Today I was discussing this with my parents and my mom was remembering rice week differently. She remembered it as coming after a time of indulgence, such as Thanksgiving. Dad suggested we do rice week starting on November 27. (I’m home from Nov 24-Nov 30) I think I politely declined…while I think it’s a great idea and might try to do it again sometime, while I’m at home with full access to my dad’s cooking is NOT the time to start!
There may or may not be a Part 3 of this series, depending whether or not I can think of more things to add to the list. If you have ideas to add (remember, this is the positive side of weird!) please comment on this post or email me. Or you can share why your family is weird. Really, I just like comments 🙂 But not the spam sort, so if you’re trying to sell me a rolex watch or help me make $5000 dollars a week FROM HOME, you don’t need to comment. But all other commenters are good.

4 Responses to Why my family is weird: Part 2

  1. tatgeer says:

    1. That picture of you makes me feel really old – in 1995 I was driving and looking at colleges. 🙂

    2. My family has one birthday candle. Well, it's a candle holder. Small, blue, ceramic, old. When it's your birthday you get to blow out the one candle. We often celebrated a few birthdays with one party, so we'd re-light the candle and pass it down the table.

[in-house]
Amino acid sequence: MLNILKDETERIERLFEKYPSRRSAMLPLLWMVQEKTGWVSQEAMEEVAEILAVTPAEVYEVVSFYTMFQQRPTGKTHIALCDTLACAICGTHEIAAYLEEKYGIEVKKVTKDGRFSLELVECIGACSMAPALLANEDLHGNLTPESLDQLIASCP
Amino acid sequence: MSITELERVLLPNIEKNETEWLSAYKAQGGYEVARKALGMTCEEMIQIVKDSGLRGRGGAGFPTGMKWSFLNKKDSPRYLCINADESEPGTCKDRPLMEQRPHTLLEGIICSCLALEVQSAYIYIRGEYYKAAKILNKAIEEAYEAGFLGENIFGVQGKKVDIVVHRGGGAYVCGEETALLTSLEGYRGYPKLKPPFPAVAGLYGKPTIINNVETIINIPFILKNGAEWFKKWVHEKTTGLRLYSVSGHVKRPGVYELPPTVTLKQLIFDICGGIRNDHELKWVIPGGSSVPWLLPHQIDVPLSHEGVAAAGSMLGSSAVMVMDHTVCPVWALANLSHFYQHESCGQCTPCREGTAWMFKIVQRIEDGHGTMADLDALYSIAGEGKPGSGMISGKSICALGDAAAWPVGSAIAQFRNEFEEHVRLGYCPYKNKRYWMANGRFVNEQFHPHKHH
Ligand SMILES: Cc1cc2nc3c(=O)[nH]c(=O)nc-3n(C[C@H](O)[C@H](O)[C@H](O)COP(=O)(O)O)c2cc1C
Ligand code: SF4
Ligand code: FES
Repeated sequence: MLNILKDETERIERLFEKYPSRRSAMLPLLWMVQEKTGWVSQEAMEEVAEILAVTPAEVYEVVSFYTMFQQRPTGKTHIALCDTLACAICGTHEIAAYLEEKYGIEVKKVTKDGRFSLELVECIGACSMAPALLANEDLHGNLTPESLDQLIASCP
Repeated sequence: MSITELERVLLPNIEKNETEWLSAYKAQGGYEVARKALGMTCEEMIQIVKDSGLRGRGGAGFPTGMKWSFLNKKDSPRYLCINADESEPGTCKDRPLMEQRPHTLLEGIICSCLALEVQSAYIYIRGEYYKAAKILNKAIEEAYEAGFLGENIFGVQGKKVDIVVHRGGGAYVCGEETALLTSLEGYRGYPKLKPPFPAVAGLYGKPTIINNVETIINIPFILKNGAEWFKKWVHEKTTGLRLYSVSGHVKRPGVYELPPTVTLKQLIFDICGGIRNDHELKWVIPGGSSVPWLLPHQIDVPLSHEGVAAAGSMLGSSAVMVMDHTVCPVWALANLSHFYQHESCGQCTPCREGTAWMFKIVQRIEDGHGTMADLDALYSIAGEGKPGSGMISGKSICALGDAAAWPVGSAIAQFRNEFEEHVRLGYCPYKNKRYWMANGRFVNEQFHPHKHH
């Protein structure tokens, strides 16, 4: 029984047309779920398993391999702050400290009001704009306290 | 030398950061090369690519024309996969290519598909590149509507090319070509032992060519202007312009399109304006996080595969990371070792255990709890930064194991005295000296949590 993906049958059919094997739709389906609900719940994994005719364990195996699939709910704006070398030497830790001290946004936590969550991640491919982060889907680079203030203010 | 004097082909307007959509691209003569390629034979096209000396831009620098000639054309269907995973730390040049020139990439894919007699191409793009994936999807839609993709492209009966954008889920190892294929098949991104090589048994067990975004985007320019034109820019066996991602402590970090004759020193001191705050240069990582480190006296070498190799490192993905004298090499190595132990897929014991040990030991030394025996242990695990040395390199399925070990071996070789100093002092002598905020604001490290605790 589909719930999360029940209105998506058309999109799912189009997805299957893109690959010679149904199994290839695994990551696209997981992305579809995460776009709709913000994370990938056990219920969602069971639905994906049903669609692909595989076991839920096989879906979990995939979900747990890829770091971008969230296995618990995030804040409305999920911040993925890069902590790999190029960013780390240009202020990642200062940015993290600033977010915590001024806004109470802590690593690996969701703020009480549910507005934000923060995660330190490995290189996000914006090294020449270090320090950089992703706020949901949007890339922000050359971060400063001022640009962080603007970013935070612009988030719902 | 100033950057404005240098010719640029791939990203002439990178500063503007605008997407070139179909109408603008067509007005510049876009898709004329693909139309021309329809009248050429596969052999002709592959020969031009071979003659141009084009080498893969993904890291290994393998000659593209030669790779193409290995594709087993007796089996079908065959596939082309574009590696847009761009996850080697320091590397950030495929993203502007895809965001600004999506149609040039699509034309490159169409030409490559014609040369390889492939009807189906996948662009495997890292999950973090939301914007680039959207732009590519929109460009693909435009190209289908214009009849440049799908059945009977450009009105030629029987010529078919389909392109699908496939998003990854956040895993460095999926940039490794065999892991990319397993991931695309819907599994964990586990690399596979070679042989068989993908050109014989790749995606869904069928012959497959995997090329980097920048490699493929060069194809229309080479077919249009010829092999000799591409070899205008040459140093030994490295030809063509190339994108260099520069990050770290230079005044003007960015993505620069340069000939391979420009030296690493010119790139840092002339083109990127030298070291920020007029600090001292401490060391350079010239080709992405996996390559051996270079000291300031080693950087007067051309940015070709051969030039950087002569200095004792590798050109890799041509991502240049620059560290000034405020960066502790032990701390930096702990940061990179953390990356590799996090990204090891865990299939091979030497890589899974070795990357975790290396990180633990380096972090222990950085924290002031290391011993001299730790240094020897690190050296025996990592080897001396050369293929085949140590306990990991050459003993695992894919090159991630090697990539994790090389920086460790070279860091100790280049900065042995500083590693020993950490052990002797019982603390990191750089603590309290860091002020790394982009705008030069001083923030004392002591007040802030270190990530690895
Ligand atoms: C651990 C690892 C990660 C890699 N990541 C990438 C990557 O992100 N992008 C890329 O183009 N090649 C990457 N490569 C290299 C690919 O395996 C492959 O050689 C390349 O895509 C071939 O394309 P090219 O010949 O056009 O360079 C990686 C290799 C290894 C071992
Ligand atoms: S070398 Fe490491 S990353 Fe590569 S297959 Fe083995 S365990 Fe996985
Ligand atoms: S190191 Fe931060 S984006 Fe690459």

2a. When there's someone new at the table, my uncle will offer them the first cut of cake. He then puts the knife through the cake once, smiles and says "There you go! Now, who would like the first *slice* of cake?"

  2. Katie says:

    1. LOL. Funny how five years now isn't that much of a difference, but 15 years ago it was massive.

    2. Do you know where that got started? It's an interesting tradition.

    2a. Is this the mandatory goofy uncle? I think almost all families have one. You learn precise wording quickly around someone like that 🙂

  3. tatgeer says:

    2. I have no idea how it started – it's been that way for as long as I can remember. Maybe I should ask my mom.

    2a. Well, one of the goofy uncles, yeah. There's another one on my dad's side. The one on my mom's side is the one at the wedding that kept cracking me up early in the ceremony. I don't know if you could see it or not (I think you were on the side that could see my face well) but every time I made eye contact with him I got the giggles. Anna asked him about it after the ceremony, and he thought it was because so much of our relationship has always been based on humor, that was what came out (due to nerves on my part, perhaps?)

    The one on my dad's side most memorably swapped the heads on my Barbie and Ken dolls. I was heartbroken because I didn't think they were going to go back, and since my mom was violently anti-barbie, I only had them at my dad's house, and I only had a couple of them*. But then he fixed it and it was all ok. 🙂

    *what a run-on sentence!

  4. Katie says:

    2a. I remember you being giggly at the wedding, but that being a very good thing 🙂 In part, that's how I often view you in life. Not as a constant giggler, but as someone who really enjoys life. So it made perfect sense that you'd be the same way at your wedding, I just didn't know you had the eye contact causing it. I have an uncle who would have the same reaction on me though…

    I'm now trying to envision head-swapped Barbie and Ken dolls and as a grown up it's funny…as a kid (with no barbies of my own) I imagine it would have been traumatic.